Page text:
Si vis pacem, para bellum
Power does not like a vacuum. Greg Luck wrote the blog “Is it time to fork Java?” and Sacha Labourey wrote the response “Si vis pacem, para bellum.” This latin phrase transalates to “If you wish for peace, prepare for war.” Greg believes a new community should form to build its own Java (called Lava.) Lava would be completely free and indepdent from Oracle. Sacha believes Lava would be beneficial. Sashca believes Oracle requires a battle to finalize a product roadmap and delivery timetable for future versions of Java. Sacha also shows the initial steps needed to create a fork for Java.
These are the discussions I am finding after the recent Oracle World/JavaOne conference. This was the first time Oracle hosted a Java developer conference. The discussions show dissatisfaction with Oracle’s governance of the Java platform. This will lead to change and opportunities for organizations using Java. PushToTest helps organizations effectively manage change. One big change is underway and one remains painfully constant: Java will be forked and HP will increase its test tools prices.
PushToTest participated in the Oracle JavaOne conference last month. The company had an exhibit hall kiosk and I led the Test Tools Birds Of A Feather (BOF) session. While I got to go to 0 sessions, I got to talk with hundreds of developers, managers, and IT people. This was Oracle’s first experience to show its governance of the Java platform. It didn’t go so well.
The primary issue in the software development community is a redefinition of the Java platform’s goals. Under Sun Microsystems the Java community leaders would provide vision and the Java Community Process (JCP) standards body would work out the details. JCP held together competing interests from IBM, Oracle, Microsoft, BEA, and many other vendors. Under Oracle the JCP is occupied with licensing provisions that allow organizations to run Java on mobile devices with a royalty back to Oracle, or not. From my perspective the JCP was absent from the JavaOne conference. It left the appearance of no governance of the Java platform.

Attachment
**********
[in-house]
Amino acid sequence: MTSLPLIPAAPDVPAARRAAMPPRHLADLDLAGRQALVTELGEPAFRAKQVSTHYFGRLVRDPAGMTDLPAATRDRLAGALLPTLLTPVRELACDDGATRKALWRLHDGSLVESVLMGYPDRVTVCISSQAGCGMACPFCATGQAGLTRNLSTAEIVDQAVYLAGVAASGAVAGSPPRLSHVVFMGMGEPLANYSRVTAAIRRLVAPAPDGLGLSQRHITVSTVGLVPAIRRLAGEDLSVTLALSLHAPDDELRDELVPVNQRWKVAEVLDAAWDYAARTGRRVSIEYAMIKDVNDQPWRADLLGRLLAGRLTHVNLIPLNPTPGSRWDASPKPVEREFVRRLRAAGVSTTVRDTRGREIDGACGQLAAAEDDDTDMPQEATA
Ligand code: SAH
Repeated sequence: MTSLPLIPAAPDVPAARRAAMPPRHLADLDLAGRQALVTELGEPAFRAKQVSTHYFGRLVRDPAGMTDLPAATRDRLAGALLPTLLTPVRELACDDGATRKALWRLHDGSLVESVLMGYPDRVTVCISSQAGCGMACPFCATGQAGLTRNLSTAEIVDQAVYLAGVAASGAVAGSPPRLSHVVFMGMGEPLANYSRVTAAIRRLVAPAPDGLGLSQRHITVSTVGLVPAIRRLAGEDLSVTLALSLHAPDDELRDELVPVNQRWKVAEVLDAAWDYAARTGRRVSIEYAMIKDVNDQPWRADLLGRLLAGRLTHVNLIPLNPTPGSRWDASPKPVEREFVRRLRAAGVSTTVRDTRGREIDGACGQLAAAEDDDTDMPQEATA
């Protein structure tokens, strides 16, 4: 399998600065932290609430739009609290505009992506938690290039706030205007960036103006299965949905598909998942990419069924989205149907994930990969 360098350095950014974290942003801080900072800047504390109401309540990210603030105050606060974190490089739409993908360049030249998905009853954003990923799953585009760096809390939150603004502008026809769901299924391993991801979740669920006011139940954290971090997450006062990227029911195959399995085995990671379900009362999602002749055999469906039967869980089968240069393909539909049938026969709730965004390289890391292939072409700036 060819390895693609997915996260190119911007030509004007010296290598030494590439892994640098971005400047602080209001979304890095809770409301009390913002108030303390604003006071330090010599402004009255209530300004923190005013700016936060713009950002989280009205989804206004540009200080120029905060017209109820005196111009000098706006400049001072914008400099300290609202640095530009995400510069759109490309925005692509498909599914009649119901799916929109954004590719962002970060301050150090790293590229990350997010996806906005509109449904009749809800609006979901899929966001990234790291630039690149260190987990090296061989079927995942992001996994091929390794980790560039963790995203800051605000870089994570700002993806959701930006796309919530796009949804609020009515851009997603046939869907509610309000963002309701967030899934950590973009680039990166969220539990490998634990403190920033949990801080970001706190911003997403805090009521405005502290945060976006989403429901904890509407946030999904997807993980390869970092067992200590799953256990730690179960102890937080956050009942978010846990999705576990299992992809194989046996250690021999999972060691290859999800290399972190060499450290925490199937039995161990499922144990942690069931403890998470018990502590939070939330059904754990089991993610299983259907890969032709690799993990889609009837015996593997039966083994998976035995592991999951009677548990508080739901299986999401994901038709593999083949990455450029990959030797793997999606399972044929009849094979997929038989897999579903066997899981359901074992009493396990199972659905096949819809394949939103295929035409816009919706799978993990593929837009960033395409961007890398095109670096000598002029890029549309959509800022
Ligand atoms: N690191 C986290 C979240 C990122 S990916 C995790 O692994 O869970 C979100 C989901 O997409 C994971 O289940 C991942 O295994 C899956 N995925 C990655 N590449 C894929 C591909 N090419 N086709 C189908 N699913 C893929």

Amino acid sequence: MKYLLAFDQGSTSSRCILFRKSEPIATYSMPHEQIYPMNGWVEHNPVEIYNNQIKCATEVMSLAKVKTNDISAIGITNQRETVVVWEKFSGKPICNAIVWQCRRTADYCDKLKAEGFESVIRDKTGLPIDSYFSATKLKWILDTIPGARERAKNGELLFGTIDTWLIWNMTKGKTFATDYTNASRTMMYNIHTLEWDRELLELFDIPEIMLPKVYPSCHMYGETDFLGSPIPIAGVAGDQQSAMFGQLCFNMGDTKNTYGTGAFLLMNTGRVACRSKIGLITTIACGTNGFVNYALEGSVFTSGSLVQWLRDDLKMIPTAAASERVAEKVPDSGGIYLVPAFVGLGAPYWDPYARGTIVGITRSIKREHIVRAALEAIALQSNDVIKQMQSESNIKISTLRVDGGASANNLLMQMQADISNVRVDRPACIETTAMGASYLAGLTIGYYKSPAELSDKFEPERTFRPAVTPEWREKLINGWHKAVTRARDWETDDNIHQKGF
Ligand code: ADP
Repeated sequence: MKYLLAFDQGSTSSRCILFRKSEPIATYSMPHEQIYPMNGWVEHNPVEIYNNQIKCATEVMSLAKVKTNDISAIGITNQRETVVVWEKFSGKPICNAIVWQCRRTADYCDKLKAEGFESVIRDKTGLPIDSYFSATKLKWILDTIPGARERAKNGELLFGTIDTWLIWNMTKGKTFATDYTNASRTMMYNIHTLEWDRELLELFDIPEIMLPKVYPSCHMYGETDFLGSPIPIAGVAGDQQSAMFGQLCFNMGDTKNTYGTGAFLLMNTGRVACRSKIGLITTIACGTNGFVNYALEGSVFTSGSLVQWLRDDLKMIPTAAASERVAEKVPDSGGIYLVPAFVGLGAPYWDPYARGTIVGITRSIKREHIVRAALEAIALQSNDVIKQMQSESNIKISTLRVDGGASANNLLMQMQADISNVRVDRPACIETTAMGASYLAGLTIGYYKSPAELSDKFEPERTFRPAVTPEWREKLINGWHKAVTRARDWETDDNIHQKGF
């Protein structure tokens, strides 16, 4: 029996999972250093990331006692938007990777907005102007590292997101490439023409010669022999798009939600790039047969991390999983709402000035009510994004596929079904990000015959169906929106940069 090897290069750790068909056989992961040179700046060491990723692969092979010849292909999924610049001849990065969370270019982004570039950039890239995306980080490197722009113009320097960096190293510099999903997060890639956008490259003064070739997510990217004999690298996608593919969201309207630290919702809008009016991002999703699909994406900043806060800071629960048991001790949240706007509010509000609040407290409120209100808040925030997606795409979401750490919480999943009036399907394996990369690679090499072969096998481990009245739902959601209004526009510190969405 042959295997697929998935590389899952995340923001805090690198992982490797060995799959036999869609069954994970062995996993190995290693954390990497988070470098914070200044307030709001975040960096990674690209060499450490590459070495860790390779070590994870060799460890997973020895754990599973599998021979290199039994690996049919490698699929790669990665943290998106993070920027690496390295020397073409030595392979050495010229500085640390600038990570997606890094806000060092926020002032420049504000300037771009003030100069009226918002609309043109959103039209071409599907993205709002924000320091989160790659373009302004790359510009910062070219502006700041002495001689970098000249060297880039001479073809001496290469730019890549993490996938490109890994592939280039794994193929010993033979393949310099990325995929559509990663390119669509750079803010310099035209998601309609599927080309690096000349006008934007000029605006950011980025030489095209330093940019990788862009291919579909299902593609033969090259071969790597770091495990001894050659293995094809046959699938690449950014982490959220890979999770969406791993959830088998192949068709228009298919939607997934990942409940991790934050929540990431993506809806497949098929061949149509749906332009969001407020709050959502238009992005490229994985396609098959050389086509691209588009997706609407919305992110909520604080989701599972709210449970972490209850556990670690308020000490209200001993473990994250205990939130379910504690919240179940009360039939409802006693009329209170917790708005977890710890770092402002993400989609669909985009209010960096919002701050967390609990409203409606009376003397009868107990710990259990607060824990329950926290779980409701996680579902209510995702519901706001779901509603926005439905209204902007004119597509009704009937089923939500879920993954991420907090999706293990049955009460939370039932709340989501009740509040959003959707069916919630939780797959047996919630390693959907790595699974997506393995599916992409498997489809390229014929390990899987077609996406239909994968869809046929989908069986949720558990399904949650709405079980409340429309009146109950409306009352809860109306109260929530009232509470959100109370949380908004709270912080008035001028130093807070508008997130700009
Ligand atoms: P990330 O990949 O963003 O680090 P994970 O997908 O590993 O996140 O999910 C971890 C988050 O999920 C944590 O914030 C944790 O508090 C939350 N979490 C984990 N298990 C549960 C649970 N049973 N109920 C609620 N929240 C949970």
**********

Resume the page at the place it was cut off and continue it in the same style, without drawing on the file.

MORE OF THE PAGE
I agree with Sacha’s assessment. Lava would provoke Oracle into beneficial action on Java and provide a cool alternative to Java. I also anticipate an ex-Sun leader to emerge to do the shuttle diplomacy needed to establish the community. There were so many smart people I met at Sun who would run with this. Many have achieved great executive positions at open source companies – for example, Brian Gentile, formerly with SunSoft and now Jaspersoft’s CEO.
My company, PushToTest, builds Java-based open source testing tools. We don’t need Java to move forward from 1.6 to deliver excellent tools. Closures would be nice but is not critical.
Critical to the entire IT industry is a business integration standard. Remember JSR 208 and the proposed JBI standard? It never happened and we have been suffering because of it. For example, in the testing space you have a number of mature record/playback tools (Selenium, Sahi, Windmill) to record an automated test of a Web application. Conversion to a Java JUnit test is easy with an export command. Since there is no JBI standard to notate what the application is doing, there is no way to go from a JUnit test back to a record/playback environment. And, the record/playback tools make big gaffs when they do not easily understand the flow of an application.
I hope to play a roll in the upcoming forked community effort around Java testing and design. We will deliver more reliable applications with a standard around business integration.